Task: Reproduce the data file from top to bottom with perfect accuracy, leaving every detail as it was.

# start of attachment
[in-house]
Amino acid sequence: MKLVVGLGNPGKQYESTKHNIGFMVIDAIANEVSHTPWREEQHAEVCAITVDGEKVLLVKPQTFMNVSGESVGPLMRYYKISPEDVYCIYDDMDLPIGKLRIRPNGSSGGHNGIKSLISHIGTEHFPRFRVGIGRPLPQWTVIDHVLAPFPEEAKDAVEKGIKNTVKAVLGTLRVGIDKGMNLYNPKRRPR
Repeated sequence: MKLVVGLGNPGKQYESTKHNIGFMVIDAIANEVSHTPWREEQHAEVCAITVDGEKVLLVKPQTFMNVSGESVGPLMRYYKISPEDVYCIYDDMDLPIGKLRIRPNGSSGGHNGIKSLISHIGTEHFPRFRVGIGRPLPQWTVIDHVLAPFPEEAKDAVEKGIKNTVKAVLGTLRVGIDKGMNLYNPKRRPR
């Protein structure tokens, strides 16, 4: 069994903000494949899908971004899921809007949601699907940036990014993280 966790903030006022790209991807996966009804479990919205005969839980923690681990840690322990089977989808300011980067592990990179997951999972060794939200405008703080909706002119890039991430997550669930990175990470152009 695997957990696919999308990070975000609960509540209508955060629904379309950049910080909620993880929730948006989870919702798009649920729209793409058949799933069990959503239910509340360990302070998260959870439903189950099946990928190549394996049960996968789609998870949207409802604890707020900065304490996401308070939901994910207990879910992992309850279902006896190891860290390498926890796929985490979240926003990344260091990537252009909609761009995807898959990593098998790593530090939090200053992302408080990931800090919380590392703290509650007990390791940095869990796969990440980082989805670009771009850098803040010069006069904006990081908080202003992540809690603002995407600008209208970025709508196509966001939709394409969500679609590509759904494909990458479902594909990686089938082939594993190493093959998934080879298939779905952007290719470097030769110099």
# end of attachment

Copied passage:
[in-house]
Amino acid sequence: MKLVVGLGNPGKQYESTKHNIGFMVIDAIANEVSHTPWREEQHAEVCAITVDGEKVLLVKPQTFMNVSGESVGPLMRYYKISPEDVYCIYDDMDLPIGKLRIRPNGSSGGHNGIKSLISHIGTEHFPRFRVGIGRPLPQWTVIDHVLAPFPEEAKDAVEKGIKNTVKAVLGTLRVGIDKGMNLYNPKRRPR
Repeated sequence: MKLVVGLGNPGKQYESTKHNIGFMVIDAIANEVSHTPWREEQHAEVCAITVDGEKVLLVKPQTFMNVSGESVGPLMRYYKISPEDVYCIYDDMDLPIGKLRIRPNGSSGGHNGIKSLISHIGTEHFPRFRVGIGRPLPQWTVIDHVLAPFPEEAKDAVEKGIKNTVKAVLGTLRVGIDKGMNLYNPKRRPR
């Protein structure tokens, strides 16, 4: 069994903000494949899908971004899921809007949601699907940036990014993280 966790903030006022790209991807996966009804479990919205005969839980923690681990840690322990089977989808300011980067592990990179997951999972060794939200405008703080909706002119890039991430997550669930990175990470152009 695997957990696919999308990070975000609960509540209508955060629904379309950049910080909620993880929730948006989870919702798009649920729209793409058949799933069990959503239910509340360990302070998260959870439903189950099946990928190549394996049960996968789609998870949207409802604890707020900065304490996401308070939901994910207990879910992992309850279902006896190891860290390498926890796929985490979240926003990344260091990537252009909609761009995807898959990593098998790593530090939090200053992302408080990931800090919380590392703290509650007990390791940095869990796969990440980082989805670009771009850098803040010069006069904006990081908080202003992540809690603002995407600008209208970025709508196509966001939709394409969500679609590509759904494909990458479902594909990686089938082939594993190493093959998934080879298939779905952007290719470097030769110099």